“Billionaire-backed mining firm to seek electric vehicle metals in Greenland. Mineral exploration company KoBold Metals, backed by billionaires including Jeff Bezos and Bill Gates, has signed an agreement with London-listed Bluejay Mining to search in Greenland for critical materials used in electric vehicles.” August 10, 2021

“The curse of ‘white oil’: electric vehicles’ dirty secret. The race is on to find a steady source of lithium, a key component in rechargeable electric car batteries. But while the EU focuses on emissions, the lithium gold rush threatens environmental damage on an industrial scale.” December 8, 2020

“To replace all UK-based vehicles today with electric vehicles (not including the LGV and HGV fleets), assuming they use the most resource-frugal next-generation NMC 811 batteries, would take 207,900 tonnes cobalt, 264,600 tonnes of lithium carbonate (LCE), at least 7,200 tonnes of neodymium and dysprosium, in addition to 2,362,500 tonnes copper. This represents, just under two times the total annual world cobalt production, nearly the entire world production of neodymium, three quarters the world’s lithium production and at least half of the world’s copper production during 2018.
“There are serious implications for the electrical power generation in the UK needed to recharge these vehicles. Using figures published for current EVs driving 252.5 billion miles uses at least 63 TWh of power. This will demand a 20% increase in UK generated electricity.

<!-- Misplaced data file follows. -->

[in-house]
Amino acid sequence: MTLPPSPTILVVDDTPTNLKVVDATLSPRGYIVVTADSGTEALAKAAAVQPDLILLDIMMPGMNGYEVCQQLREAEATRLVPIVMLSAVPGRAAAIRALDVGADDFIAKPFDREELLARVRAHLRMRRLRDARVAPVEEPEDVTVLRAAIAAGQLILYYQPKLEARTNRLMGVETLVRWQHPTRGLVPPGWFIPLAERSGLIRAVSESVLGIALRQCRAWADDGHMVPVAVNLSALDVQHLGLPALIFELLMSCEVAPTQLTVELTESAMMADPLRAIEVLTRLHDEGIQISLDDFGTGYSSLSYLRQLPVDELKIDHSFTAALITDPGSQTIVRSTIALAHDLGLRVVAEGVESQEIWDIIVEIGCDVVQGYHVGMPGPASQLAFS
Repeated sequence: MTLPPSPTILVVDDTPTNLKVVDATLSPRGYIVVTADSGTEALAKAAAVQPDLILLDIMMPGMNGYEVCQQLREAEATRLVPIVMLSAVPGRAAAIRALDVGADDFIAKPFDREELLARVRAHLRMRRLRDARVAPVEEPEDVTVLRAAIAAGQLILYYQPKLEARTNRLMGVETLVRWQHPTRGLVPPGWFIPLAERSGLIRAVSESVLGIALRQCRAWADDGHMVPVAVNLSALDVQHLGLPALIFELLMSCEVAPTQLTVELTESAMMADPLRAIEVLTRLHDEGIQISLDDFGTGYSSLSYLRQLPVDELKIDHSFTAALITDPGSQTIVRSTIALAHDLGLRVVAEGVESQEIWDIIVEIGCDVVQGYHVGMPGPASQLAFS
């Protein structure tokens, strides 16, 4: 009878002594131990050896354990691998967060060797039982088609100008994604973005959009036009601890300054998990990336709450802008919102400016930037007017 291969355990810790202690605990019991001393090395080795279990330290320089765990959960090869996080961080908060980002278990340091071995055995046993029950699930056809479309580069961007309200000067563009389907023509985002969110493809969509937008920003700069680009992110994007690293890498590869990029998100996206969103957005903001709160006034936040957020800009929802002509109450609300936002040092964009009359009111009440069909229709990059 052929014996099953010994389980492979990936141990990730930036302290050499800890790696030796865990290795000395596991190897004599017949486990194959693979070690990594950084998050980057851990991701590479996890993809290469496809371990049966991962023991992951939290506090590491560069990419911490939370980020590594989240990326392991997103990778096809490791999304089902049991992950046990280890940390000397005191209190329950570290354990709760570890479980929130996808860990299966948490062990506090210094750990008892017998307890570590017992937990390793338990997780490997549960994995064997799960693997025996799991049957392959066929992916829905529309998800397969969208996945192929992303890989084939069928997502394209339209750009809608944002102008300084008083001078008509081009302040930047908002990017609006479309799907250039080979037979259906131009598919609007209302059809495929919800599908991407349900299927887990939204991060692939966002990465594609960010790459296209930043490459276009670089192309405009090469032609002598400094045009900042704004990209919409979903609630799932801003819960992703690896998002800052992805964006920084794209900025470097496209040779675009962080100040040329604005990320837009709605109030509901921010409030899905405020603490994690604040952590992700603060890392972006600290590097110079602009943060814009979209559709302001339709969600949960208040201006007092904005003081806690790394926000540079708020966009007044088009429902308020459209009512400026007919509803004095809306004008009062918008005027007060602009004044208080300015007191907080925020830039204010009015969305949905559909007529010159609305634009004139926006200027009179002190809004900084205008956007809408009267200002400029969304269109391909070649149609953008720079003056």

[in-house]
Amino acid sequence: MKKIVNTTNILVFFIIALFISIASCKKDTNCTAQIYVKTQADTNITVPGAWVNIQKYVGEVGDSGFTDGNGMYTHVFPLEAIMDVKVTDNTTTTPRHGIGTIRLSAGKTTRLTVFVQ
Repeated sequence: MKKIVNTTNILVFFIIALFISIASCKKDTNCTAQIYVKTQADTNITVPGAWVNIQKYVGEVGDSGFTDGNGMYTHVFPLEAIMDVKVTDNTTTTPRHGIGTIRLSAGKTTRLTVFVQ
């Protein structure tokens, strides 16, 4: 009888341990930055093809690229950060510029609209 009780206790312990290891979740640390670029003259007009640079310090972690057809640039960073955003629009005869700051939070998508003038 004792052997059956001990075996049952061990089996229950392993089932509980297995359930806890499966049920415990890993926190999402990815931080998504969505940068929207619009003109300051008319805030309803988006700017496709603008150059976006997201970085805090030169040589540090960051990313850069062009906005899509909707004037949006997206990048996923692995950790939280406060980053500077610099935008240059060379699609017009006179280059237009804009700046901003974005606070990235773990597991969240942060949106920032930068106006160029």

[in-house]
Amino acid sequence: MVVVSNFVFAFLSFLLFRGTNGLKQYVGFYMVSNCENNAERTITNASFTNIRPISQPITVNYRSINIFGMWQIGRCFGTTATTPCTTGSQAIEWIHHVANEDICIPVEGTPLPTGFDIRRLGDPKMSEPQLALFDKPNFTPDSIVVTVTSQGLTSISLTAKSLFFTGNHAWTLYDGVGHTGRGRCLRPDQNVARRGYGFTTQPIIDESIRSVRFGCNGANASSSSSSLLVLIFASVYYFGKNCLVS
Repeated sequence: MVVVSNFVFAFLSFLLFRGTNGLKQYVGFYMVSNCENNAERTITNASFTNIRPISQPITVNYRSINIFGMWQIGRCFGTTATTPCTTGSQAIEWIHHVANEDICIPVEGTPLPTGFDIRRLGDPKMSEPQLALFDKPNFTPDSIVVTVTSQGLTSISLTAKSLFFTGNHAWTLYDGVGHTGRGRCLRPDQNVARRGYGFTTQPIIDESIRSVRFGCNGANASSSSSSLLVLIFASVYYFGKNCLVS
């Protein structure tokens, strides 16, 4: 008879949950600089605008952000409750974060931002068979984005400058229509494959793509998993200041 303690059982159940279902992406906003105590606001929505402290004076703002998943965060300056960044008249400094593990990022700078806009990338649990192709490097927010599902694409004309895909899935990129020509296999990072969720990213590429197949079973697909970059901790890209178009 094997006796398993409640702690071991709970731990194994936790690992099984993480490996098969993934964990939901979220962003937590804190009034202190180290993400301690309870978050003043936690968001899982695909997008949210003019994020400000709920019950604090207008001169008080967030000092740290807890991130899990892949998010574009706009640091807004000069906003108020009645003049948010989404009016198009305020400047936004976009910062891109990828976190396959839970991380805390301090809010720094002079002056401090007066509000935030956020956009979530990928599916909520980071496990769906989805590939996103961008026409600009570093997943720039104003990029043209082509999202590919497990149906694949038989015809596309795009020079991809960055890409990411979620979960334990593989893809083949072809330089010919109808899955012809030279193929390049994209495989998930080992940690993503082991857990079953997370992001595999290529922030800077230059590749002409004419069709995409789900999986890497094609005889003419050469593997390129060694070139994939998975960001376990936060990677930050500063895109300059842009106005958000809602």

“Challenges of using ‘green energy’ to power electric cars: If wind farms are chosen to generate the power for the projected two billion cars at UK average usage, this requires the equivalent of a further years’ worth of total global copper supply and 10 years’ worth of global neodymium and dysprosium production to build the windfarms.
“Solar power is also problematic—it is also resource hungry; all the photovoltaic systems currently on the market are reliant on one or more raw materials classed as “critical” or “near critical”...because of their natural scarcity or their recovery as minor-by-products of other commodities. With a capacity factor of only ~10%, the UK would require ~72GW of photovoltaic input to fuel the EV fleet; over five times the current installed capacity. If CdTe-type photovoltaic power is used, that would consume over thirty years of current annual tellurium supply.
“Both these wind turbine and solar generation options for the added electrical power generation capacity have substantial demands for steel, aluminium, cement and glass.” There may, just, be enough energy and raw resources to allow a British green new deal; but only so long as the rest of the world is prepared to collapse into abject poverty as a consequence.” March 5, 2020

Hundreds stop traffic in Serbia in protest of government approval of a lithium mine in western Serbia by international mining firm Rio Tinto, a project protesters have decried because it could pollute local waterways and harm air quality. November 27, 2021

The spiralling environmental cost of our lithium battery addiction.
In May 2016, hundreds of protestors threw dead fish onto the streets of Tagong, a town on the eastern edge of the Tibetan plateau. They had plucked them from the waters of the Liqi river, where a toxic chemical leak from the Ganzizhou Rongda Lithium mine had wreaked havoc with the local ecosystem.